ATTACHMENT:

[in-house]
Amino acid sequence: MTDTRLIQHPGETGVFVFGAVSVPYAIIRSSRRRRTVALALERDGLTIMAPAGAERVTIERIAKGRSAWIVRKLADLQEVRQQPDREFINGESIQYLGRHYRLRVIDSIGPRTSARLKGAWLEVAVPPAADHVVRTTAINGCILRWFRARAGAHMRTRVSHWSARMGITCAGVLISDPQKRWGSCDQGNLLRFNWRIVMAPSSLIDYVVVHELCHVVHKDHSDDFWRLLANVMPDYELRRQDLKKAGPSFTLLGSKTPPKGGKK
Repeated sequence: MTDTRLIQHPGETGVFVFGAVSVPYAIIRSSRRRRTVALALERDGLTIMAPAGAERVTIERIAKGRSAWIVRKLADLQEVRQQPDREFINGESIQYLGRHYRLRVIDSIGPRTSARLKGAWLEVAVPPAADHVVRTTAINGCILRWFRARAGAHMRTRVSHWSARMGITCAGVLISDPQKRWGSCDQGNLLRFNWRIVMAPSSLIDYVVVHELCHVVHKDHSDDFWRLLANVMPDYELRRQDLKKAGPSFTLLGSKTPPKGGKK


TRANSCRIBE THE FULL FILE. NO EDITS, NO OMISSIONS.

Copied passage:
[in-house]
Amino acid sequence: MTDTRLIQHPGETGVFVFGAVSVPYAIIRSSRRRRTVALALERDGLTIMAPAGAERVTIERIAKGRSAWIVRKLADLQEVRQQPDREFINGESIQYLGRHYRLRVIDSIGPRTSARLKGAWLEVAVPPAADHVVRTTAINGCILRWFRARAGAHMRTRVSHWSARMGITCAGVLISDPQKRWGSCDQGNLLRFNWRIVMAPSSLIDYVVVHELCHVVHKDHSDDFWRLLANVMPDYELRRQDLKKAGPSFTLLGSKTPPKGGKK
Repeated sequence: MTDTRLIQHPGETGVFVFGAVSVPYAIIRSSRRRRTVALALERDGLTIMAPAGAERVTIERIAKGRSAWIVRKLADLQEVRQQPDREFINGESIQYLGRHYRLRVIDSIGPRTSARLKGAWLEVAVPPAADHVVRTTAINGCILRWFRARAGAHMRTRVSHWSARMGITCAGVLISDPQKRWGSCDQGNLLRFNWRIVMAPSSLIDYVVVHELCHVVHKDHSDDFWRLLANVMPDYELRRQDLKKAGPSFTLLGSKTPPKGGKK